Cure For Cancer In The Outback: How A Rare Australian Plant May Hold The Key
For anyone interested in biology and evolution, Australia is truly a land of unending wonders. A recent story about the possible sighting of a species that was long thought to be extinct, the marsupial predator known as a thylacine is a case in point.
It is amazing to think about how much unique flora and fauna still exist there–and it is tragic to think about how much humans casually wiped out in their haste to conquer the continent.
However, we haven’t destroyed everything, at least not yet. Australia is the one place in the world where a newly discovered potential cure for cancer still grows.
Located in North Queensland, in the far northern reaches of Australia near the Great Barrier Reed and in a region that boasts 70 national parks, there grows a plant known as the blushwood berry, or Hylandia dockrillii. This berry contains a molecule that scientists are calling EBC-46, and researchers are rightfully excited about it.
In a lab setting, they have used the molecule to kill cancerous tumors in as little as seven days–other experiments showed cancer cells being killed off in as little as 48 hours.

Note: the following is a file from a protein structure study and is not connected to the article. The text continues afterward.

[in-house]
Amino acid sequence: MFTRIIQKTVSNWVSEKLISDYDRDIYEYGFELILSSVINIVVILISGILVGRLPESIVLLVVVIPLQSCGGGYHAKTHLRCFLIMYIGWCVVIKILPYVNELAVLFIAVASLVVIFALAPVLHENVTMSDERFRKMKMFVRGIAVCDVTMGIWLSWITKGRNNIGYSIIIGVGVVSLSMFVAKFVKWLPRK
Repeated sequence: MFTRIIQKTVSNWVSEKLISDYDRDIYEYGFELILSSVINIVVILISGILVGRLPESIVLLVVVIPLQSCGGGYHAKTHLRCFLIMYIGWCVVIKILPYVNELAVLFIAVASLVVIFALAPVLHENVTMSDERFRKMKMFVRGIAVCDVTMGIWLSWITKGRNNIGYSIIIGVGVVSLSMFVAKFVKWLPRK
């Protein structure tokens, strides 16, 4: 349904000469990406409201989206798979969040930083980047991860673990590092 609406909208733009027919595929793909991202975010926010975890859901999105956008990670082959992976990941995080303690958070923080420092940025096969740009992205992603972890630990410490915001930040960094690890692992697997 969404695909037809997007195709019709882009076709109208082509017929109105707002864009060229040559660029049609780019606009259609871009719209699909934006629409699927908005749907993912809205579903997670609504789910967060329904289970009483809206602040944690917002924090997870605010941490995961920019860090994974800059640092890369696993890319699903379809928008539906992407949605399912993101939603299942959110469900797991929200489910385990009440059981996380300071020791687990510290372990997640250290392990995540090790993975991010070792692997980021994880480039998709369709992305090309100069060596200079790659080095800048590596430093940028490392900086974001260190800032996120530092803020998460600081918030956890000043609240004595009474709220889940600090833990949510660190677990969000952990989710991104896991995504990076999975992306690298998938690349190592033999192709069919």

And not only that, the trials have moved on from treating individual cells and tumors in petri dishes to treating melanoma cancers in lab animals, including horses, rats and dogs. According to the study’s researchers at the QIMR Berghofer Medical Research Institute, led by a Dr. Glen Boyle, these were animals that had been given a poor prognosis by veterinarians due to their advanced skin cancer, and were likely candidates for euthanasia.
Upon injecting EBC-46 into the cancerous cells on the animals, the tumors almost immediately began to turn dark purple, then black, and then proceed to fall off completely.
And the first attempt to use the EBC-46 molecule to treat a human may have saved a woman’s arm from amputation in a similar manner.
“In most cases the single injection treatment caused the loss of viability of cancer cells within four hours, and ultimately destroyed the tumors,” said Dr. Boyle.
And while testing on the substance is still in the pre-clinical trial phase, Dr Boyle is confident that he and his team are onto something new and promising.
Down the road future generations may be thanking not only Dr. Boyle, but also the Australian government for having the foresight to refrain from destroying all the natural beauty of that great nation.
Next time some gung-ho developer asks what’s wrong with bulldozing one more patch of natural land, keep the story of the blushwood berry in mind, and ask him if he’s a fan of cancer.